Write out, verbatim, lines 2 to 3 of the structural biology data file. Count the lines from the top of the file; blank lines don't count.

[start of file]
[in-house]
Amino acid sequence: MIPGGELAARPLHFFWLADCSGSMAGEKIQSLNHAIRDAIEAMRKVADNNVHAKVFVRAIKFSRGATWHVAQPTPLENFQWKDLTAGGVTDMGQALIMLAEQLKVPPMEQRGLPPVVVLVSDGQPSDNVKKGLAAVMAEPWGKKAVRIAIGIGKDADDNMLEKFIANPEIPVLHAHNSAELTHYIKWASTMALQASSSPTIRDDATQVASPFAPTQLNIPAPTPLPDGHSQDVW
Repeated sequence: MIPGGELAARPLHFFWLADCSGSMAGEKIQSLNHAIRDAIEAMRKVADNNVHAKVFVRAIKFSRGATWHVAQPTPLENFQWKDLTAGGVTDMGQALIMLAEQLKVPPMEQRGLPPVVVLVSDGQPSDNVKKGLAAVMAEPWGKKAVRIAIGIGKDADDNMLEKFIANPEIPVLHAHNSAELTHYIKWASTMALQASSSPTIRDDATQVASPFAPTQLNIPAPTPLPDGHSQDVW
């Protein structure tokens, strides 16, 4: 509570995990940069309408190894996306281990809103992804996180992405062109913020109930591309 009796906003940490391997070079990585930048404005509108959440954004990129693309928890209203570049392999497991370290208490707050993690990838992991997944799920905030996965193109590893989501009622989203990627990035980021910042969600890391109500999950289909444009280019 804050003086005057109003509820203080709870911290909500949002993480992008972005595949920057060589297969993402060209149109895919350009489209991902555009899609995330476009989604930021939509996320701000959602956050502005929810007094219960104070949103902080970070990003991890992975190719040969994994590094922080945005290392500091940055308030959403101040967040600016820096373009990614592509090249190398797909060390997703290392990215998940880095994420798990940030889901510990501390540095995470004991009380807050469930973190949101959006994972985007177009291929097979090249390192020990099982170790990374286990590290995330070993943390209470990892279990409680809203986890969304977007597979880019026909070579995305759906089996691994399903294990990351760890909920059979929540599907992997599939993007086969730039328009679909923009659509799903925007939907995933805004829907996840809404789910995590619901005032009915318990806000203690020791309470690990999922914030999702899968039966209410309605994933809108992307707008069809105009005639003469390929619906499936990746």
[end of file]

Amino acid sequence: MIPGGELAARPLHFFWLADCSGSMAGEKIQSLNHAIRDAIEAMRKVADNNVHAKVFVRAIKFSRGATWHVAQPTPLENFQWKDLTAGGVTDMGQALIMLAEQLKVPPMEQRGLPPVVVLVSDGQPSDNVKKGLAAVMAEPWGKKAVRIAIGIGKDADDNMLEKFIANPEIPVLHAHNSAELTHYIKWASTMALQASSSPTIRDDATQVASPFAPTQLNIPAPTPLPDGHSQDVW
Repeated sequence: MIPGGELAARPLHFFWLADCSGSMAGEKIQSLNHAIRDAIEAMRKVADNNVHAKVFVRAIKFSRGATWHVAQPTPLENFQWKDLTAGGVTDMGQALIMLAEQLKVPPMEQRGLPPVVVLVSDGQPSDNVKKGLAAVMAEPWGKKAVRIAIGIGKDADDNMLEKFIANPEIPVLHAHNSAELTHYIKWASTMALQASSSPTIRDDATQVASPFAPTQLNIPAPTPLPDGHSQDVW